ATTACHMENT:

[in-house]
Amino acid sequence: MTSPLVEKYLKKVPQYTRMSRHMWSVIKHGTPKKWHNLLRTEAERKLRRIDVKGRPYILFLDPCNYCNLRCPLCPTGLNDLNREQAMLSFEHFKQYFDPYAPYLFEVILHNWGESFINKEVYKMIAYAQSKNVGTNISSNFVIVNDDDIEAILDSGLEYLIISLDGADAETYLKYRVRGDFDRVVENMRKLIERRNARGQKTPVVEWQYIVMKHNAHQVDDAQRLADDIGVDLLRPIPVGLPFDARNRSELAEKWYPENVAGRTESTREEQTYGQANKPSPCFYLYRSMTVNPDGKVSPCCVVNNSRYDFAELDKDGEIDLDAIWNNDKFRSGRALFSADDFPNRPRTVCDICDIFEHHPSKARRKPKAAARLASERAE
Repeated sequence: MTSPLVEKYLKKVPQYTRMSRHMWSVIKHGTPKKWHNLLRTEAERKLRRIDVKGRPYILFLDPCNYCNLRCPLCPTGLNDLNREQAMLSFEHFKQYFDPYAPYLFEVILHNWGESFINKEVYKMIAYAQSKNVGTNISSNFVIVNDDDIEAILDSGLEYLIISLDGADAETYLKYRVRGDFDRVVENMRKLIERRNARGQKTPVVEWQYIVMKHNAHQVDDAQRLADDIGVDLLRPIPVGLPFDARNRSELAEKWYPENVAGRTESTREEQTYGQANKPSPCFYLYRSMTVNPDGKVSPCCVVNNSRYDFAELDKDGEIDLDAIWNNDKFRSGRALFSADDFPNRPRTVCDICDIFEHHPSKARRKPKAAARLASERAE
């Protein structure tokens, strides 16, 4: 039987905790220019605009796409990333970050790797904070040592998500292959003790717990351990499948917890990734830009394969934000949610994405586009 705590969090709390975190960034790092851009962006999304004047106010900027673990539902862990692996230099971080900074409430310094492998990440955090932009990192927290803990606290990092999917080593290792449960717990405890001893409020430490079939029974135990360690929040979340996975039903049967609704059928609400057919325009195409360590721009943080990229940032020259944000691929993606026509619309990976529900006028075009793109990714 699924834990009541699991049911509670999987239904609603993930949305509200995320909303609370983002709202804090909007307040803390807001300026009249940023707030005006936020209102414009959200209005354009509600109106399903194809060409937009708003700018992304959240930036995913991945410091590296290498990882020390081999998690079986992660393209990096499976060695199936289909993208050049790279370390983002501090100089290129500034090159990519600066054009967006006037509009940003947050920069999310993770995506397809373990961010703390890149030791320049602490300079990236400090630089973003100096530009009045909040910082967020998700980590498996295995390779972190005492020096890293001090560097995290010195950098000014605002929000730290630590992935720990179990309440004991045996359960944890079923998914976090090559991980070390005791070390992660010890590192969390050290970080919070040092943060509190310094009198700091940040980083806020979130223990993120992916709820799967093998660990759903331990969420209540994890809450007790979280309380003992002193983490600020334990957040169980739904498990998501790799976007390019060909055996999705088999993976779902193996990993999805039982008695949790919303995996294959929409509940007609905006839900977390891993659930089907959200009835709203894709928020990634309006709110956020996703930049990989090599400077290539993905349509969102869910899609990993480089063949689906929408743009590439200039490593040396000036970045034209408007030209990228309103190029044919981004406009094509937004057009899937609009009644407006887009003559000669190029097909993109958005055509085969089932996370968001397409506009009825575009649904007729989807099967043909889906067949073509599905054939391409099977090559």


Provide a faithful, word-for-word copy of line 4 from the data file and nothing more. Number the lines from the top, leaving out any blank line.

């Protein structure tokens, strides 16, 4: 039987905790220019605009796409990333970050790797904070040592998500292959003790717990351990499948917890990734830009394969934000949610994405586009 705590969090709390975190960034790092851009962006999304004047106010900027673990539902862990692996230099971080900074409430310094492998990440955090932009990192927290803990606290990092999917080593290792449960717990405890001893409020430490079939029974135990360690929040979340996975039903049967609704059928609400057919325009195409360590721009943080990229940032020259944000691929993606026509619309990976529900006028075009793109990714 699924834990009541699991049911509670999987239904609603993930949305509200995320909303609370983002709202804090909007307040803390807001300026009249940023707030005006936020209102414009959200209005354009509600109106399903194809060409937009708003700018992304959240930036995913991945410091590296290498990882020390081999998690079986992660393209990096499976060695199936289909993208050049790279370390983002501090100089290129500034090159990519600066054009967006006037509009940003947050920069999310993770995506397809373990961010703390890149030791320049602490300079990236400090630089973003100096530009009045909040910082967020998700980590498996295995390779972190005492020096890293001090560097995290010195950098000014605002929000730290630590992935720990179990309440004991045996359960944890079923998914976090090559991980070390005791070390992660010890590192969390050290970080919070040092943060509190310094009198700091940040980083806020979130223990993120992916709820799967093998660990759903331990969420209540994890809450007790979280309380003992002193983490600020334990957040169980739904498990998501790799976007390019060909055996999705088999993976779902193996990993999805039982008695949790919303995996294959929409509940007609905006839900977390891993659930089907959200009835709203894709928020990634309006709110956020996703930049990989090599400077290539993905349509969102869910899609990993480089063949689906929408743009590439200039490593040396000036970045034209408007030209990228309103190029044919981004406009094509937004057009899937609009009644407006887009003559000669190029097909993109958005055509085969089932996370968001397409506009009825575009649904007729989807099967043909889906067949073509599905054939391409099977090559």